Family history, archaeology and wandering monsters combine in a story-telling game that's a joy to play
strengths and weaknesses demanding more exploration than on the PlayStation.
Naturally the graphics, although impressive on the grey box, are stunning when rendered on a good machine and claw you still further into the world of Squall and his buddies. Final Fantasy VIII is a must by for all PC owners. Just make Sure you have a comfy chair to Sit on because you'll be on the edge of it for a very long time. (ID)
Nox (Electronic Arts) £29.99 at t 1k 1k
At first glance, Nox appears to be yet another run-of-the-mill RPG. A piece of trailer trash is pulled into another dimenSion and battles all manner of beasts, baddies and maniacal magic- users to get back home. As you might imagine from Westwood, those of Command And Conquer fame, the gameplay is acceSSible, flurd and a great deal of fun With little imaginative details, like Conjurer’s ability to lay traps, often raiSing a smile.
But what sets Nox apart from the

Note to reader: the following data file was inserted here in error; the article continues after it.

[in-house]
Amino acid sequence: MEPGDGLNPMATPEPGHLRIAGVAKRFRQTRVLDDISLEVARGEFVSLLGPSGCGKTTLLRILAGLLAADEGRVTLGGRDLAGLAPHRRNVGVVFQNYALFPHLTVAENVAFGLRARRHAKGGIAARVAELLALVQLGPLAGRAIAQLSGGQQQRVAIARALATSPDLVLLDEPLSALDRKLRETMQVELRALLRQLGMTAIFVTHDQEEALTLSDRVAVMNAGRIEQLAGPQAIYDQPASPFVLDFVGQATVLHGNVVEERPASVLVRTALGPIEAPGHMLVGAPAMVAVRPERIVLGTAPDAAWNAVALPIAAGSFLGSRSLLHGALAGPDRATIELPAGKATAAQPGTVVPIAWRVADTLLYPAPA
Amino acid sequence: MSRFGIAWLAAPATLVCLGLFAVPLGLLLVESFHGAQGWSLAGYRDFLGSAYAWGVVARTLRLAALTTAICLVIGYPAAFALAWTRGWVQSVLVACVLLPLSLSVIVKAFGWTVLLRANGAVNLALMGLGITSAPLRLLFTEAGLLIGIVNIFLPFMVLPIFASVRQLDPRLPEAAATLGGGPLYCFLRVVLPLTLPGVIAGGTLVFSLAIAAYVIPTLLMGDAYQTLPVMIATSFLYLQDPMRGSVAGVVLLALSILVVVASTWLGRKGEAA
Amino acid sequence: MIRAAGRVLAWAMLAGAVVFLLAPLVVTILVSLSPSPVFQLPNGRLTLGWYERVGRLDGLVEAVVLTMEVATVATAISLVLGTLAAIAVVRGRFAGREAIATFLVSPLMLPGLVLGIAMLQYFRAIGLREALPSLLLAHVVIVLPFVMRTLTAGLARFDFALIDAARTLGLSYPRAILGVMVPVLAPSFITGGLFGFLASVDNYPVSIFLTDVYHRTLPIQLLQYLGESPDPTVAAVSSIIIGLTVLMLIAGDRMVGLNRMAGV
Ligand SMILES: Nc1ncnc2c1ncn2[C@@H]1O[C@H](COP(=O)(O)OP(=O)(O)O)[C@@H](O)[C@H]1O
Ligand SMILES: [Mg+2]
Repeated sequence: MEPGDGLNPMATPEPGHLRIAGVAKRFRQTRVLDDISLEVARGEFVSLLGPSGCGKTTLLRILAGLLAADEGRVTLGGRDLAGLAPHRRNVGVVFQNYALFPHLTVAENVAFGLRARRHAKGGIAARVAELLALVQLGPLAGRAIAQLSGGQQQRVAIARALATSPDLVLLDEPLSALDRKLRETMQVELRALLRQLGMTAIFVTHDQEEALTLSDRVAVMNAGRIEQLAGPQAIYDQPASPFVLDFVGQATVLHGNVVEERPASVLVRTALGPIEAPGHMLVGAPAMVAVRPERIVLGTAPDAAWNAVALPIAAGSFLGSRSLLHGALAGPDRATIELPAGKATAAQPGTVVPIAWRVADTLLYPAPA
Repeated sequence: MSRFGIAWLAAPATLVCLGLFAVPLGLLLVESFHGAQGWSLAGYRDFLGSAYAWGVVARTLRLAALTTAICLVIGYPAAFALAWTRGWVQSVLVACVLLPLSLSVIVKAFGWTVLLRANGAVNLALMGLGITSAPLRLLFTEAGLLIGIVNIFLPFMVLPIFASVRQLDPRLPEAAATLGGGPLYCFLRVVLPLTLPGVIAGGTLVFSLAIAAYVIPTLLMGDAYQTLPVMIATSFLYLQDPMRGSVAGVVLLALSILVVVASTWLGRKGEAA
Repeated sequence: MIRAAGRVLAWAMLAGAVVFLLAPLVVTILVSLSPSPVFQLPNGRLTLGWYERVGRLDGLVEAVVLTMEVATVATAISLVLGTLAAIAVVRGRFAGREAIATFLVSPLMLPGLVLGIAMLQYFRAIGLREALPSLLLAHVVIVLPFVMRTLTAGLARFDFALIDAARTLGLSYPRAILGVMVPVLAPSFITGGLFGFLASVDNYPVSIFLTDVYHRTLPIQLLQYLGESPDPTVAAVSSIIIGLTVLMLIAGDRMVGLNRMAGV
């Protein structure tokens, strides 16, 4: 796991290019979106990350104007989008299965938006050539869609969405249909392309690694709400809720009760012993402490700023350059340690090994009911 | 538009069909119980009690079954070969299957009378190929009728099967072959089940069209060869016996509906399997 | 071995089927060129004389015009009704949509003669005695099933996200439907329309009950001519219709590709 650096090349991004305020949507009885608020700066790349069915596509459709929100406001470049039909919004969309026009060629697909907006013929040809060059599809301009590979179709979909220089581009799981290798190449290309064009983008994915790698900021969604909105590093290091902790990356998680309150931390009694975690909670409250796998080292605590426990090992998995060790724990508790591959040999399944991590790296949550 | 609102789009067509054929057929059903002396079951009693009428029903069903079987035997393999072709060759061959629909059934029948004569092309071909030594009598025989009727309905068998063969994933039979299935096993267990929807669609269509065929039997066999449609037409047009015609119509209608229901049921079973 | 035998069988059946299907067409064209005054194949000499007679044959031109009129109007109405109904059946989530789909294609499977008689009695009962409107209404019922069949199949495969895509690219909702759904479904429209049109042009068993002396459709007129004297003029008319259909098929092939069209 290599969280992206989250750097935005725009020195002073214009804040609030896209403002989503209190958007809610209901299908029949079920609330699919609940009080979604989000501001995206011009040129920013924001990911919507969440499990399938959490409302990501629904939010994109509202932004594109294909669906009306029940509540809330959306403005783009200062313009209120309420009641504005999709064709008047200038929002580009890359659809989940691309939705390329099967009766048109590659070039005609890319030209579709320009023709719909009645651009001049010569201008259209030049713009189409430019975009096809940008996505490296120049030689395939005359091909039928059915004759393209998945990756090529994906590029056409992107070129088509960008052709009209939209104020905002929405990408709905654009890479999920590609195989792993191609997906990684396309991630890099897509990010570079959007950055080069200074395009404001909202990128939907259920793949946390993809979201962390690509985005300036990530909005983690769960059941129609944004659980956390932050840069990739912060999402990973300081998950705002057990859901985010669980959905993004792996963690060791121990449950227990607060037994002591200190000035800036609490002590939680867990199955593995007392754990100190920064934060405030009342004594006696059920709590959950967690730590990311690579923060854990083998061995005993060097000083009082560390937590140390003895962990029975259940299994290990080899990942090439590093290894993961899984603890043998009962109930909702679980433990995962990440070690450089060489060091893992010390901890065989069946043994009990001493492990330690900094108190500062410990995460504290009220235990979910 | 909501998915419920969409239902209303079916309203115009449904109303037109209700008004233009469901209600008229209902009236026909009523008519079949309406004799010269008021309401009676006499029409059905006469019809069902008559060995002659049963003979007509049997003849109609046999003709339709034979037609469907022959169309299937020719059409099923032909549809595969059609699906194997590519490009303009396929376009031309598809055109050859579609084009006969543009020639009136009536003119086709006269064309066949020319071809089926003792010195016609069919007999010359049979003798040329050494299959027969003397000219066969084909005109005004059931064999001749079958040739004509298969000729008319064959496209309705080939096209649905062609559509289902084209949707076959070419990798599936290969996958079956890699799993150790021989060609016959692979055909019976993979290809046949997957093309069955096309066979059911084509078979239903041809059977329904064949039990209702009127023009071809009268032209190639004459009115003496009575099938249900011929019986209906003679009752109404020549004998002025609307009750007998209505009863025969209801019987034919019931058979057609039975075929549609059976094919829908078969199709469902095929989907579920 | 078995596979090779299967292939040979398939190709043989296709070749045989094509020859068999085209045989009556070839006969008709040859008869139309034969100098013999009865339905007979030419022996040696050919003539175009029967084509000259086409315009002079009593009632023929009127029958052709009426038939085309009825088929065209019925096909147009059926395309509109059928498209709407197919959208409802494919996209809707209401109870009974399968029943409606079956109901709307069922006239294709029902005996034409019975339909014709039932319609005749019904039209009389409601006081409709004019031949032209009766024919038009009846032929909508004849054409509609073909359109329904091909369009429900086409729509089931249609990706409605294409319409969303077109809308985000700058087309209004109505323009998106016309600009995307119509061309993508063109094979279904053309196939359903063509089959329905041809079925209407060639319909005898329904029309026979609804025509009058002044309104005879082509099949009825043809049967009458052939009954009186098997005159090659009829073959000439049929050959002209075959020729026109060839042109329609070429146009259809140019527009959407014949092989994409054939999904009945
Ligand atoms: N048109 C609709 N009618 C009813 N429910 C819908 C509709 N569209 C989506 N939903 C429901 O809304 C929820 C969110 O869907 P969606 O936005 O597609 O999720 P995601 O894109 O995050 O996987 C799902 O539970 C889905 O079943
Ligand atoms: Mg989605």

majority of adventures is its multiplayer capabilities. Rather than creating a huge world to adventure, a la U/ti'ma, Nox is a celebration of stift and bloody death-match. Plonking your player in a deep dark dungeon With nothing to defend himself against 30 other human players, finding weapons, armour and magic is paramount. If you surVive long enough to get tooled up, it becomes a seek and destroy mission, best man wms.
The graphics are detailed, With the line of Sight affecting what is shown on your monitor, and the sounds are horrifically exaggerated. With a great solo game and an even better multiplayer, Nox is ideal for those RPG fans looking for something a little different. (ID)
REVIEWER THIS ISSUE: lain DaVidson
it it t it 1* Unmissable
* t * it Very ood
* it 1'! Wort a shot
it * Below average
it You've been warned
The world of t e Web.
We are standing on the threshold of a technological revolution, which is already being compared to the industrial one. It’s funny then that some technologies never die, they Just get reinvented. This is Teletext With a major facelift, With one of the best TV guides online.